The surface mechanical properties are also sensitive to changes to the composition of the surface. Surface acoustic waves (SAW), and in particular, laser generated SAW (LG-SAW) can be used to characterize the mechanical properties of thin films, even when the thickness the layer is much smaller than the SAW wavelength . The propagation of SAW depends on the acoustic properties, such as Young’s modulus, Poisson’s ratio, density, and thickness of the surface and substrate layers. The remote excitation of the acoustic pulse, via a laser pulse, requires only that optical access to the MLM surface is possible, while detection can be achieved using piezoelectric foils or laser interferometery .
In this paper, the EUV induced carbon contamination on MLMs has been characterized ex situ by SE and LG-SAW. We investigated the sensitivity of both SE and LG-SAW for two carbon layer morphologies. Although SE has a lower limit of detection, we find that LG-SAW is able to distinguish different phases of carbon more accurately.
2.1 Carbon layer deposition
Briefly, the MLMs investigated here consist of a capping layer plus 50 bi-layers of Mo and Si, each about 7 nm thick, deposited on the (001) surface of a Si wafer. The thickness of the full multilayer stack is 357 nm. A complete description of a typical MLM structure and its properties can be found elsewhere .
The MLMs were exposed to EUV radiation from a xenon-based EUV hollow cathode discharge plasma source . The source emits pulses with a duration of 50-100 ns at a repetition frequency of 270 Hz. The radiation in the 10-18 nm range was selected from the broadband emission by passing the light through a zirconium filter attached to a stainless steel box. The samples were placed in the box to protect them from direct exposure to the discharge products. In addition, each mirror was masked so that only half the surface was illuminated, but no measures were taken to prevent hydrocarbons from diffusing under the mask and adsorbing to the surface. The distance between the source and mirror was about 50 cm. Each mirror was evenly illuminated by the filtered EUV light at an energy density of 1.9 µJ/cm2 per pulse, which is sufficiently low to prevent the mirror from heating significantly over the entire exposure time. Four mirrors were exposed to 0.6 million (~0.6 hour exposure time), 2 million (~2 hour exposure time), 4 million (~4 hour exposure time), and 5 million (~5 hour exposure time) pulses, respectively to obtain four different carbon layer thicknesses.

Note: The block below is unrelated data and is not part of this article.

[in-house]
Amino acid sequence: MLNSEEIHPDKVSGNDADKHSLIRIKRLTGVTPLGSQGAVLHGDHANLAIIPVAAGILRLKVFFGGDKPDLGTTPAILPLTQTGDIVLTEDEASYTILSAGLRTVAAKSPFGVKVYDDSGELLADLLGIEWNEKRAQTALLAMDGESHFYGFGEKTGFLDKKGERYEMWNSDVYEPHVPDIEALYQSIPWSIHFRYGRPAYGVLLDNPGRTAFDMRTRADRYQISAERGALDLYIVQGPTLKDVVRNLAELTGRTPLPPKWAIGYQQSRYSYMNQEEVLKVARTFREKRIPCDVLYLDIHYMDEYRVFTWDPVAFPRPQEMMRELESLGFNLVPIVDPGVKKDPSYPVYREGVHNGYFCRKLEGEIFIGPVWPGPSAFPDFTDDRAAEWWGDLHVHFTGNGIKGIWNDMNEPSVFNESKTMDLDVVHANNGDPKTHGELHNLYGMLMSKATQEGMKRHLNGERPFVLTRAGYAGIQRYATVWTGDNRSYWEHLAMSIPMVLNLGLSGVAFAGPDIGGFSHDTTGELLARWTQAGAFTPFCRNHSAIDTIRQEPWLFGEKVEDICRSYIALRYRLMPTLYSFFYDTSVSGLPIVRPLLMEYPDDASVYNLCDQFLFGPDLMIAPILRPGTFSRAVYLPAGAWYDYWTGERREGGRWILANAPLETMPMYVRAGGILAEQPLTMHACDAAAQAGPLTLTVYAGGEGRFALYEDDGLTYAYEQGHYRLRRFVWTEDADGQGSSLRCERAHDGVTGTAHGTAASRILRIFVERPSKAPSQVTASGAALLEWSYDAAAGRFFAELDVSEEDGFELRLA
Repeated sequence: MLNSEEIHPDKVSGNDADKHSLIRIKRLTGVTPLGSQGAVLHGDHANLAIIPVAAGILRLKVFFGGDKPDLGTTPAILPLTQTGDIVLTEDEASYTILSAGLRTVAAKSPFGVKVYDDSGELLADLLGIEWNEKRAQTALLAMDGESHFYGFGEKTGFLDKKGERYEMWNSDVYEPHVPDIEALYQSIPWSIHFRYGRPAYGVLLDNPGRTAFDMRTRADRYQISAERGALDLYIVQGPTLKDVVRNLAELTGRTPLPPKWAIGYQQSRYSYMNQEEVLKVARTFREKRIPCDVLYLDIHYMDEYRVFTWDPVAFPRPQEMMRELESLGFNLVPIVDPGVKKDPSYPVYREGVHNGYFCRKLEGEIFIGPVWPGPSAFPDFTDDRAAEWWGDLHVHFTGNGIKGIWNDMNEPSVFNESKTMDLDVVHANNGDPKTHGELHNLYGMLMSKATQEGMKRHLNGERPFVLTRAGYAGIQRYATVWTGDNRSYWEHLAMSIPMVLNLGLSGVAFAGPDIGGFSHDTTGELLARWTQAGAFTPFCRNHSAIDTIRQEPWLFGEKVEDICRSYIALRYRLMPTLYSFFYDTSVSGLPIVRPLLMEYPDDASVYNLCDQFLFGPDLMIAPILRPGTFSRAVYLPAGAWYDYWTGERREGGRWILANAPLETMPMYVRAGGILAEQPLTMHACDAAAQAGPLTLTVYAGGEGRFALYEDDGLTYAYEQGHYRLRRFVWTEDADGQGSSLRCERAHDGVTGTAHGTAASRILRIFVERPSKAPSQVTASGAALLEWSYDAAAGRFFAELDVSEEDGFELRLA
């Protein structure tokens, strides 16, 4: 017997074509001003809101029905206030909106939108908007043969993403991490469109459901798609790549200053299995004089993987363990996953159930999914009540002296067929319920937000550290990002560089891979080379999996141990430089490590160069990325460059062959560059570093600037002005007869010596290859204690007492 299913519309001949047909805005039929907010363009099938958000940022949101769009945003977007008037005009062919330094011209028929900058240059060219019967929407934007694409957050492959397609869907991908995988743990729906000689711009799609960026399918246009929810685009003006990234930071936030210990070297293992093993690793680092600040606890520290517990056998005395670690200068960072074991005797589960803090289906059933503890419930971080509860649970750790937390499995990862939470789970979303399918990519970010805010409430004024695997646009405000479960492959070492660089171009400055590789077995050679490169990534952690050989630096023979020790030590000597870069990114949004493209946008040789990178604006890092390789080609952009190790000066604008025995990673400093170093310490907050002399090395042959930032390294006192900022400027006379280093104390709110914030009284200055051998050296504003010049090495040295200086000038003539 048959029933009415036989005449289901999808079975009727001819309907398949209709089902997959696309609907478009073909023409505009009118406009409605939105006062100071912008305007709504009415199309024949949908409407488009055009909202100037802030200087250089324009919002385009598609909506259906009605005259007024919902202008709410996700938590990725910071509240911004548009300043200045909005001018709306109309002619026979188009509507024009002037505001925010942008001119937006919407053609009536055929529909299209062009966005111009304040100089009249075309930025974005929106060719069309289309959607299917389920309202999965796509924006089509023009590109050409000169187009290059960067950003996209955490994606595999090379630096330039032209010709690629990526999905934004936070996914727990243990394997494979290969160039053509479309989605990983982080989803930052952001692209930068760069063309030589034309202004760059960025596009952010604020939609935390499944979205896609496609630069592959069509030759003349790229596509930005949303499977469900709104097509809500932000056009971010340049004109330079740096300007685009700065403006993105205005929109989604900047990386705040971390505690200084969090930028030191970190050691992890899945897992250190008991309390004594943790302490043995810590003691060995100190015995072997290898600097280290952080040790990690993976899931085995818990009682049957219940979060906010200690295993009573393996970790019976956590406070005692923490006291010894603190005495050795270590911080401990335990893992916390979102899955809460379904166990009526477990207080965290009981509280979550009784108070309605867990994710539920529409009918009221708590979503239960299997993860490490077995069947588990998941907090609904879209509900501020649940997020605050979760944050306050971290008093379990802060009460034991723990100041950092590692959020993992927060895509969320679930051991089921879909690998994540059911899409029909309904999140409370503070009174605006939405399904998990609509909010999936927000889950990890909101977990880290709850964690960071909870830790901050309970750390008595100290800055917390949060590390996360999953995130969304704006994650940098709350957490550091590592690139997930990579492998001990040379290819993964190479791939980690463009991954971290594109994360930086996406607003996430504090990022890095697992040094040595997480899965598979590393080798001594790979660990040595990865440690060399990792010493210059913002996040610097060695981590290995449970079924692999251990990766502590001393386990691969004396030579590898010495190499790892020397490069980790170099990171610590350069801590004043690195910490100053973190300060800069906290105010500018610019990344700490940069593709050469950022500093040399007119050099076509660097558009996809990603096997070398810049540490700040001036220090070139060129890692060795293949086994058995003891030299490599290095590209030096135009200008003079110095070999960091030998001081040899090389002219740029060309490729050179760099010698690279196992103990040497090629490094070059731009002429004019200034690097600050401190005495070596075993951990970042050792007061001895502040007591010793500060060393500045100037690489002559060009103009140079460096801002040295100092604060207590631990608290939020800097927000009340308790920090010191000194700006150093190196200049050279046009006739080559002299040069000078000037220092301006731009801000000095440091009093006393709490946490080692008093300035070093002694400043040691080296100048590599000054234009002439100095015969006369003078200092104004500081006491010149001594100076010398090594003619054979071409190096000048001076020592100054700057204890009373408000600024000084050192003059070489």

The residual hydrocarbon gases in the chamber act as the source for the carbon layer deposition. The vacuum in the chamber was between 10−6 and 10−7 mbar, which increased to 10−3 mbar while the EUV source was operating, however, this increase is mainly due to additional xenon. From the residual gas analyzer (RGA) spectrum, a hydrocarbon peak can be easily discriminated from the background. The RGA spectrum showed masses between 62 and 70 mass numbers, which corresponds to Xe2+ and background hydrocarbons around the size of pentane or larger.